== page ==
R’ville incorporation move takes next step

A group of 30-40 people who attended a Jan. 15 meeting in Robinsonville voted to pursue incorporation of a large portion of North Tunica County, according to one attendee.
Lesa Lesure said that the proposed incorporators have directed their attorney to draw up a petition to put before voters. This petition must garner signatures from two-thirds of the registered voters in the designated district.

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Lesure said the proposed district begins at Dunn Road on the north end, crosses Highway 61 and proceeds south on Kirby Road, then east on Counce Road to take in the Orchards subdivision, then south to Hambrick Road, taking in the Hambirck subdivision. The boundary follows 61 north to Bowdre Rd., turns west to Old 61 and then crosses an open field to take in the North fire station/sheriff’s substation and WIN Job Center complex. The west boundary then follows Fitzgeralds Boulevard, then east to Old 61, north to Clack Road and back to Dunn Rd.
The proposed district would apparently include the Hwy. 61 corridor from the Clack Rd. intersection south to Hambrick Rd., CVB offices, the outlet mall, Tunica National Golf & Tennis Center, the Robinsonville community and a number of apartment complexes north of Robinsonville, Tunica National Properties, Kirby Estates, Alpha Creek Subdivision, and several strip malls in the area.
Temporary officers for the proposed municipality were also appointed at the meeting, Lesure said. James Dunn was selected as at large mayor; aldermen are Marilyn Young, Oscar Price, Robert Hall, Earl Hendricks, and Lesa Lesure. Shelia McKay was named at large police chief, and Sherwonda Dunn, city clerk.
Reached by phone on January 25, Dunn said he had no comment “at this time.” Dunn is the current county supervisor for District 1, which includes the proposed municipality.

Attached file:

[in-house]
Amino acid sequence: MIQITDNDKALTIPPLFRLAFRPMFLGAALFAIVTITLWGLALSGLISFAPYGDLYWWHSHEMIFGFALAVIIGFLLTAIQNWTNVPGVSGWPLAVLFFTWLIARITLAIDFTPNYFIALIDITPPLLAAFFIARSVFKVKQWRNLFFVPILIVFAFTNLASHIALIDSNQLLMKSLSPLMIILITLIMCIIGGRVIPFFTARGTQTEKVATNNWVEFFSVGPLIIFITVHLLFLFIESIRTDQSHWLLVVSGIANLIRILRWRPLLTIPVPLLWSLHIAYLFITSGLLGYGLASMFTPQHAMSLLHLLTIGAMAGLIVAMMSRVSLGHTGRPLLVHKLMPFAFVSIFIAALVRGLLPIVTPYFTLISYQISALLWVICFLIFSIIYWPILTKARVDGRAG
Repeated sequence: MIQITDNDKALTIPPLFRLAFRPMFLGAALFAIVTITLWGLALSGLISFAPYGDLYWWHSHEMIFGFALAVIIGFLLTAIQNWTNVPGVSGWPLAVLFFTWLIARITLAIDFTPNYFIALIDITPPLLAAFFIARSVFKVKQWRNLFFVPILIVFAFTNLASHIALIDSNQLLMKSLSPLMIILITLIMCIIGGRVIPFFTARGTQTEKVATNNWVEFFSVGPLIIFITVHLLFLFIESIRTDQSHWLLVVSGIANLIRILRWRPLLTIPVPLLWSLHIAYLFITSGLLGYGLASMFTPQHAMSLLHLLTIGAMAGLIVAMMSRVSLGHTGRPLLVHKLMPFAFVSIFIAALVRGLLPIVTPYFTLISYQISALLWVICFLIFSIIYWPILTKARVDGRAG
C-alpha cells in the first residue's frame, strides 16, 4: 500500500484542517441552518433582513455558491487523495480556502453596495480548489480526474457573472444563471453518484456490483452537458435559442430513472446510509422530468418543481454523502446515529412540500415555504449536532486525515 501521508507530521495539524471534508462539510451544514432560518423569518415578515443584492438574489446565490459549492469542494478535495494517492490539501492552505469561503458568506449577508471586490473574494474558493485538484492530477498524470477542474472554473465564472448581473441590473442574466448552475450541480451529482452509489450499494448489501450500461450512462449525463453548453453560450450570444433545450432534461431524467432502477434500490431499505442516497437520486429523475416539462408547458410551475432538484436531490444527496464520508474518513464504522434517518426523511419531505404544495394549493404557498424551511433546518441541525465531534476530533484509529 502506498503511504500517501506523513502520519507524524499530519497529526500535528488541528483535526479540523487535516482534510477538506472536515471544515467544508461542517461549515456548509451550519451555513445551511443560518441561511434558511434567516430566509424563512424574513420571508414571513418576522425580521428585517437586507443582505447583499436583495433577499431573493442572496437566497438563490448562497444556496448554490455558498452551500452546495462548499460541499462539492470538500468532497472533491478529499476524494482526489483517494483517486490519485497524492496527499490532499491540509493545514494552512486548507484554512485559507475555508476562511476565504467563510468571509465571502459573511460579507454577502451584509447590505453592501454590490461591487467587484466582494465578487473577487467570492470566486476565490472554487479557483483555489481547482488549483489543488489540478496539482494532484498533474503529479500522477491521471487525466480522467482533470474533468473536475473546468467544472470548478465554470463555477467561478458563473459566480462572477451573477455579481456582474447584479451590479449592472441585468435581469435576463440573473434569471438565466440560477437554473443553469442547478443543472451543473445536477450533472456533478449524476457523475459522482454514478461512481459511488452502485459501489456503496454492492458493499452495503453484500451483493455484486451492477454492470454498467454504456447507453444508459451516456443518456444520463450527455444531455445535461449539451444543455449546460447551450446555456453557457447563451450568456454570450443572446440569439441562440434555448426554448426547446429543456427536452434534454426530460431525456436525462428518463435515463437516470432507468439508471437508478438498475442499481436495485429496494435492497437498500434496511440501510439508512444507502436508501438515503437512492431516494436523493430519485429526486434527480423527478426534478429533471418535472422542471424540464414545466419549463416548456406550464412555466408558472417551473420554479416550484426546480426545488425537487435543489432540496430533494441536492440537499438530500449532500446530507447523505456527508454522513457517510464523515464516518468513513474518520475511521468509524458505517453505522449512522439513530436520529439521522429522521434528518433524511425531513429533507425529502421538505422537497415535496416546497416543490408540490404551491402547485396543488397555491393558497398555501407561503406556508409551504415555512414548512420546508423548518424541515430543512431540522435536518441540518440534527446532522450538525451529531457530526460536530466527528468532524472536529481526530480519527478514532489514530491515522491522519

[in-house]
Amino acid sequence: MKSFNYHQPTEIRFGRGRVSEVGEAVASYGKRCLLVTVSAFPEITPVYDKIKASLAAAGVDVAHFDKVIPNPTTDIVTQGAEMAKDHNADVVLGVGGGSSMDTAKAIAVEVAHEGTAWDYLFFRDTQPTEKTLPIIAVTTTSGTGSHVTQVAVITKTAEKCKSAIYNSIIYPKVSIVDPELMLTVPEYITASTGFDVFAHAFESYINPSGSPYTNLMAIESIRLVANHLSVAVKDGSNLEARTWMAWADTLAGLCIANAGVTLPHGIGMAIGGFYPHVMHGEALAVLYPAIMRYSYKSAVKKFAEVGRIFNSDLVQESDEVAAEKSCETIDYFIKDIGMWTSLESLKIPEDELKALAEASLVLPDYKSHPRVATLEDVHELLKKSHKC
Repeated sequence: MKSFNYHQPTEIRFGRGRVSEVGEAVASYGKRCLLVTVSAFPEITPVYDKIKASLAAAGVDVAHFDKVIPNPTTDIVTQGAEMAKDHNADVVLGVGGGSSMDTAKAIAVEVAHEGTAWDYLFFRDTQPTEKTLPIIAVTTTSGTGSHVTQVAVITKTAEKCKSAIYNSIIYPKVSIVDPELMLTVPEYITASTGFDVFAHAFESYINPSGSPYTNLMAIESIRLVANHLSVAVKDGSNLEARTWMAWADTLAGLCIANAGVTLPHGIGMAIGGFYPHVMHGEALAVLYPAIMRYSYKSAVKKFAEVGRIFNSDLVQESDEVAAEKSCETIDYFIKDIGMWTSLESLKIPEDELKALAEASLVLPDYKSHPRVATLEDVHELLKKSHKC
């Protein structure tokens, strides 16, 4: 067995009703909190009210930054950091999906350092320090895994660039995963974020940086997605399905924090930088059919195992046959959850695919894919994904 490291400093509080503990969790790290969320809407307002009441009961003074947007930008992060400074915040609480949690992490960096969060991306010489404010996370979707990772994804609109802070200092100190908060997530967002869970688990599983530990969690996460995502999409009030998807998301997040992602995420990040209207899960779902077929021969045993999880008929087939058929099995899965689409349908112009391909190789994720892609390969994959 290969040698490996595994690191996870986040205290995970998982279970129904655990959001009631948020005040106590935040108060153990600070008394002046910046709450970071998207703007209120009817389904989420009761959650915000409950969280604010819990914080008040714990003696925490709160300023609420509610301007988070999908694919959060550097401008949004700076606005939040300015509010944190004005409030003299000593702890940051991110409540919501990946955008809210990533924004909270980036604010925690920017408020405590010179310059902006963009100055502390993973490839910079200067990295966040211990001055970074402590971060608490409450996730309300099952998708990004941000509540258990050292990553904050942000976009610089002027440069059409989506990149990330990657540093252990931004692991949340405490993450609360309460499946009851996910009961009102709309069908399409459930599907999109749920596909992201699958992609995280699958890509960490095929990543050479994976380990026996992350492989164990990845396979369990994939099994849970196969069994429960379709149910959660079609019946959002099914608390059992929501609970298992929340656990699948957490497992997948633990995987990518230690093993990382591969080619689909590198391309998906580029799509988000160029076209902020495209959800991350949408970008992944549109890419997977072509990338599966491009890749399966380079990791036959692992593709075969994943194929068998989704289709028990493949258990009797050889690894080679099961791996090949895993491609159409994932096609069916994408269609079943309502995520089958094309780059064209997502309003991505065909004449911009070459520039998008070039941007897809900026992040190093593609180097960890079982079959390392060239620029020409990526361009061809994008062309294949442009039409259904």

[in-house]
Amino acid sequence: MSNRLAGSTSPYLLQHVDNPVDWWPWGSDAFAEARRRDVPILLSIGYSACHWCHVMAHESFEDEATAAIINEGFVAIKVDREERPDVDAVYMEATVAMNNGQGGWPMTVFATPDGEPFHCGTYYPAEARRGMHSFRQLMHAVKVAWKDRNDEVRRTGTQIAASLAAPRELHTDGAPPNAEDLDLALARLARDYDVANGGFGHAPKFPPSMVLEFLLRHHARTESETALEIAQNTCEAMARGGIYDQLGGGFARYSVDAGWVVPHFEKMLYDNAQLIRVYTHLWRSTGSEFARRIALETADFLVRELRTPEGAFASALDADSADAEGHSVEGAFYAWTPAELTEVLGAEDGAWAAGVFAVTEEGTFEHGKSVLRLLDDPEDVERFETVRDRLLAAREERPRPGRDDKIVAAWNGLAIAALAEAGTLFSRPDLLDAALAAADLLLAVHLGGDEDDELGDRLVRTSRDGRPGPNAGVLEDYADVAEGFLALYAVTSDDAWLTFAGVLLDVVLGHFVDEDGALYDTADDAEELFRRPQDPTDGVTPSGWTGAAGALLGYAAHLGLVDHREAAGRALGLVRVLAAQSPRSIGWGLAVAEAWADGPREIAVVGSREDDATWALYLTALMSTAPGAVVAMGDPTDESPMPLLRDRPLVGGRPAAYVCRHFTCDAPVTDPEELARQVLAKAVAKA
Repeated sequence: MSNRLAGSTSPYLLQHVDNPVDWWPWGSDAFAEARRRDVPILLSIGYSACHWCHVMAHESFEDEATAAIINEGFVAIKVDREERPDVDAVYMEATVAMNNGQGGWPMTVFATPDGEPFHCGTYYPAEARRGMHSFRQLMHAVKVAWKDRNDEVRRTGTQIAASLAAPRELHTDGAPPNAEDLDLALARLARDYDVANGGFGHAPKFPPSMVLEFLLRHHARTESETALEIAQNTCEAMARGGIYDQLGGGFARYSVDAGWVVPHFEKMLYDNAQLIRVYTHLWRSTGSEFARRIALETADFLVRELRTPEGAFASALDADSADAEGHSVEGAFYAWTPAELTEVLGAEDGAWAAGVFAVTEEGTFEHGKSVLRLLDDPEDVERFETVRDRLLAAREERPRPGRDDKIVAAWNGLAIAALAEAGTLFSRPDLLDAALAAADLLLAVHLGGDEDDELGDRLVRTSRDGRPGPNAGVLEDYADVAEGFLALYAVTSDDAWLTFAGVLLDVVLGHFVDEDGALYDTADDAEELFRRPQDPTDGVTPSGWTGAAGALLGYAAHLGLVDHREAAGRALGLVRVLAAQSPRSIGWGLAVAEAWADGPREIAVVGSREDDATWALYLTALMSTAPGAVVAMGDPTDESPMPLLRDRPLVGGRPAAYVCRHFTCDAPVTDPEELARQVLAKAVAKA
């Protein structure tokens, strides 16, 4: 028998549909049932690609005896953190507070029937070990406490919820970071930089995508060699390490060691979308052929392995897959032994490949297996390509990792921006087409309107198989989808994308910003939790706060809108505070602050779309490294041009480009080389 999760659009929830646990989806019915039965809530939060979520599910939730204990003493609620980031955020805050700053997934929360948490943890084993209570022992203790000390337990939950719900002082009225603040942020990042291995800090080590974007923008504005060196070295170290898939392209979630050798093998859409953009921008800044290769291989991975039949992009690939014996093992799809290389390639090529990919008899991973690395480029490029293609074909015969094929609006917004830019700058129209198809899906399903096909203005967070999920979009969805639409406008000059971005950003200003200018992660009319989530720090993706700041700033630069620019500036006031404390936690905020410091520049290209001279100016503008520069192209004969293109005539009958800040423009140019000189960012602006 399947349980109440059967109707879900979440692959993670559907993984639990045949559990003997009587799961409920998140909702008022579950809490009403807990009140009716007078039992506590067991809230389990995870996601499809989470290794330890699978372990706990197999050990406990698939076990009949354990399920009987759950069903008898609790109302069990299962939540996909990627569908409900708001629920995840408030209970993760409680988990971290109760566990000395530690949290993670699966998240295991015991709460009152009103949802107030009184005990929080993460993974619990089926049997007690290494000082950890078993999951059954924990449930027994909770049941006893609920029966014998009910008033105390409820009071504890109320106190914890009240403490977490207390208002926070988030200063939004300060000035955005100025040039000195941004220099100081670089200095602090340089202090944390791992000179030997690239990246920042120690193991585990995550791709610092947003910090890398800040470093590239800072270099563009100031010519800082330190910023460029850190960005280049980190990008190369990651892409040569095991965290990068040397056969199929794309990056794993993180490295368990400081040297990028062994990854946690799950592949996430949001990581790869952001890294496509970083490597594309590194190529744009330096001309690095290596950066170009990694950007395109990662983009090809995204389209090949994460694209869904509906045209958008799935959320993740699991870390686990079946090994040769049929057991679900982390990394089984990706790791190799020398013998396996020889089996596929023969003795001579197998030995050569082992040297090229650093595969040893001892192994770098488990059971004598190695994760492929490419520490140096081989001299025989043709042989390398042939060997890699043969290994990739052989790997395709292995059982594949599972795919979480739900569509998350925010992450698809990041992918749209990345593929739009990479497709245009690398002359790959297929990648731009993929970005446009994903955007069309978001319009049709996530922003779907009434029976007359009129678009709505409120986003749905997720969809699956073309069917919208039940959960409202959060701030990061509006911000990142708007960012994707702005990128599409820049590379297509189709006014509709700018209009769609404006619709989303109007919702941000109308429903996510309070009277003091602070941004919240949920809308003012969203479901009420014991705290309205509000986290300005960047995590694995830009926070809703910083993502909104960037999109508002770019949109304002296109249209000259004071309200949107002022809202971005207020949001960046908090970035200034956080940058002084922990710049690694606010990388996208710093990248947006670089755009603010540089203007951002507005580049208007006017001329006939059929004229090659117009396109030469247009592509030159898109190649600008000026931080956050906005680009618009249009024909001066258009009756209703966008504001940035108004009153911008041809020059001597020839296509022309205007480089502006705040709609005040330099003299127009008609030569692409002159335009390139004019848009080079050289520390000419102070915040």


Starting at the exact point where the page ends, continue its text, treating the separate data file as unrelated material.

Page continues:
The Jan. 15 meeting was advertised in this newspaper in December 2010, calling for a discussion about “the incorporation of the City of Robinsonville, and for the appointment of temporary officers.”
According to state law, the next step toward incorporation is filing a petition in the chancery court in Tunica County. The petition must contain a map and legal description of district boundaries; the proposed corporate name; signatures of at least two-thirds of electors; the number of inhabitants in the district; the assessed valuation of property within the district boundaries; the aims of the petitioners, what services the municipality proposes to offer, and the reasons why “the public convenience and necessity” would be served by incorporating; and the names of appointed officers of the proposed municipality.
Chancery Court Clerk Susie White said this week that no petition has been filed thus far.
When received in Chancery Court, a petition to incorporate is placed on the court docket. The chancellor of the court then sets a public hearing date that must be published in a newspaper and posted in three or more public places in the territory.
After the public hearing, the chancellor hears the petition and any objections and renders a decision. Any appeal to the decision in Chancery Court must be filed with the Supreme Court within 10 days.
In state law, cities are defined as having 2000 or more inhabitants; towns have less than 2000 and more than 300. Any community with less than 300 inhabitants and more than 100 is defined as a village. Only cities and towns can incorporate.
Municipalities provide for the health, safety and welfare of residents by providing police and fire protection, water and sewer services, adequate roads, animal control and a variety of other services and by administering these and other functions of the municipality.
A municipality’s Income is generally derived from property taxes, sales taxes and taxes and fees on utilities.
At present, Tunica County is providing fire, police and utility services in the Robinsonville area.
The 2000 census reported a population of 9,227 for all of Tunica County. It is widely believed that North Tunica County has experienced population growth since 2000, although 2010 census figures have not been released.
In county elections in 2007, 568 voters cast ballots for county supervisor in District 1. About 2500 people voted county-wide.

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